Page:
Tony Kushner’s two-part 1990s ‘gay fantasia’ was much trailered this time last year, and when it finally opened in a mammoth seven and half hour production it more than lived-up to expectation. Director Marianne Elliot balanced the multiple narratives and hallucinatory elements convincingly, while leads Andrew Garfield and Nathan Lane in particular gave the performance of their lives as men ravaged by HIV.

Andrew Scott also gave a career-best performance in this year’s superstar Hamlet, opening in February at the Almeida before transferring to the Harold Pinter. Robert Icke’s production was a modern, strongly conceived production that despite a few loose ends and some underpowered interpretations of Claudius and Gertrude, gave its leading man the space to deliver one of the most heart-breaking Hamlets of the 21st century.

Another former Hamlet returned to the stage this year and having established a devoted fan-base as a much-loved TV character and a respected Shakespeare performer, blew it all up to play a dastardly lothario with only his own pleasure in mind. David Tennant’s performance in the revival of Patrick Marber’s Don Juan in Soho divided critics and audiences alike with its crude and gleeful take on an unrepentant wastrel. But Tennant’s joyous interpretation, perfectly matched by Adrian Scarborough’s put-upon servant proved irresistible, making it one of my favourite and most uproarious nights in a theatre this year.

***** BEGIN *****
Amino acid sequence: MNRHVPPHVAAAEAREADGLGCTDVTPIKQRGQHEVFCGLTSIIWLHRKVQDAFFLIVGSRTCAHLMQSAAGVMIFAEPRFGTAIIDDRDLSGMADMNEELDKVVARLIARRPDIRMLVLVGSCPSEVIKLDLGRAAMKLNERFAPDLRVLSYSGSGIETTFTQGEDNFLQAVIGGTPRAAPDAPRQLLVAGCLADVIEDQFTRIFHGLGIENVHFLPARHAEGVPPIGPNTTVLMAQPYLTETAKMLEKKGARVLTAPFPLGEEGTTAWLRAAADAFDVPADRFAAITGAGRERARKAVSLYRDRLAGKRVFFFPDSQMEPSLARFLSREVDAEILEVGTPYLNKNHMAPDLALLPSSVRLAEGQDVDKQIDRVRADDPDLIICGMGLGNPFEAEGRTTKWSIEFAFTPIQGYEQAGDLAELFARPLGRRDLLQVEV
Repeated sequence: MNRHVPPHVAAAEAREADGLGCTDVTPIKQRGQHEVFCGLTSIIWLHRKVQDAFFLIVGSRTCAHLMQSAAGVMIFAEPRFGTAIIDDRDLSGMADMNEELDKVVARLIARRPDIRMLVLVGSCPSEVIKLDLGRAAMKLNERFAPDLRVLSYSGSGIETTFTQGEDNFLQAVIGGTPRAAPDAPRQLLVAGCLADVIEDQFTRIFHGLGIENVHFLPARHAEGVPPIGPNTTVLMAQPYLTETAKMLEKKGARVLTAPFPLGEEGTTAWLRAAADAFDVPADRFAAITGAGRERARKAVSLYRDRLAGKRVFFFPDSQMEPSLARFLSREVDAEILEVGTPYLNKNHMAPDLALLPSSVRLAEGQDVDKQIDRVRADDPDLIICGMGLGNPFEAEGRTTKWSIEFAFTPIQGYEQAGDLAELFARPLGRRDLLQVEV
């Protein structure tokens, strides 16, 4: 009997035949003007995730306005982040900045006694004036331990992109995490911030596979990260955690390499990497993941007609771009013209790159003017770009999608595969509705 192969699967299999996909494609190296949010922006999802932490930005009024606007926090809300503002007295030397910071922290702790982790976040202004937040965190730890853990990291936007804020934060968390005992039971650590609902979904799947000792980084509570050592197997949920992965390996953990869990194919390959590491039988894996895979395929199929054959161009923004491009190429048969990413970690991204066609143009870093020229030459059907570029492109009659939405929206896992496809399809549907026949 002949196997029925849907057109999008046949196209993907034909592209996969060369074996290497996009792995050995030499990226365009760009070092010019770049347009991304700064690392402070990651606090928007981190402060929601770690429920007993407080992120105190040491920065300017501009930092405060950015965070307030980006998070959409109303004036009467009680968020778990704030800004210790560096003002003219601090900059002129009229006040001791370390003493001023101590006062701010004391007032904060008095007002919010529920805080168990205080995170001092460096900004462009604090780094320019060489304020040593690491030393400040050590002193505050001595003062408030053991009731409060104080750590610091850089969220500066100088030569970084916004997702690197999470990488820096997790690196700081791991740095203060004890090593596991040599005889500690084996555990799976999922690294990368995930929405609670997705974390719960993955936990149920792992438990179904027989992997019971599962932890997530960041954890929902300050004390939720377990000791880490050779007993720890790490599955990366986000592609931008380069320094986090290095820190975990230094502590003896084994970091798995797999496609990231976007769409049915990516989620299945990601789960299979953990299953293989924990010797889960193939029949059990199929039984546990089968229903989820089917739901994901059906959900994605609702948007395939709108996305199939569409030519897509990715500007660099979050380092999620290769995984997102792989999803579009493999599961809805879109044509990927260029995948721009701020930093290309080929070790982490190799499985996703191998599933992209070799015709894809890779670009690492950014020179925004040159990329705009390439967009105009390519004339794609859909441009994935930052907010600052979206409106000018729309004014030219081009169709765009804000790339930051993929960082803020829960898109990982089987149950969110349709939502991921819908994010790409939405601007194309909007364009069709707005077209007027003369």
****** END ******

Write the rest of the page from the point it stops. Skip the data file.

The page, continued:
With another cracking Imelda Staunton performance in Who’s Afraid of Virginia Woolf at the Harold Pinter, Daniel Radcliffe impressing in the Old Vic’s Rosencrantz and Guildenstern are Dead, and charming returns for An American in Paris and 42nd Street, 2017 has been a cracking year for top-quality theatre. But as we say a bittersweet farewell to one of the strongest years for mainstream theatre in a long time, we can take comfort in knowing that 2018 is already filled with possible treats.

The new Bridge Theatre opens the year with an all-star promenade production of Julius Caesar – one of my favourite Shakespeare plays – starring Ben Whishaw as Brutus and David Morrissey as Mark Anthony which should be an interesting take on well-known tale of power and corruption. The National follows suit in February with Rory Kinnear and Anne-Marie Duff in a new Macbeth that could be the best stage version in years, while more must-see Shakespeare is planned for September with a much anticipated version of Anthony and Cleopatra starring Ralph Fiennes and Sophie Okonedo also at the National.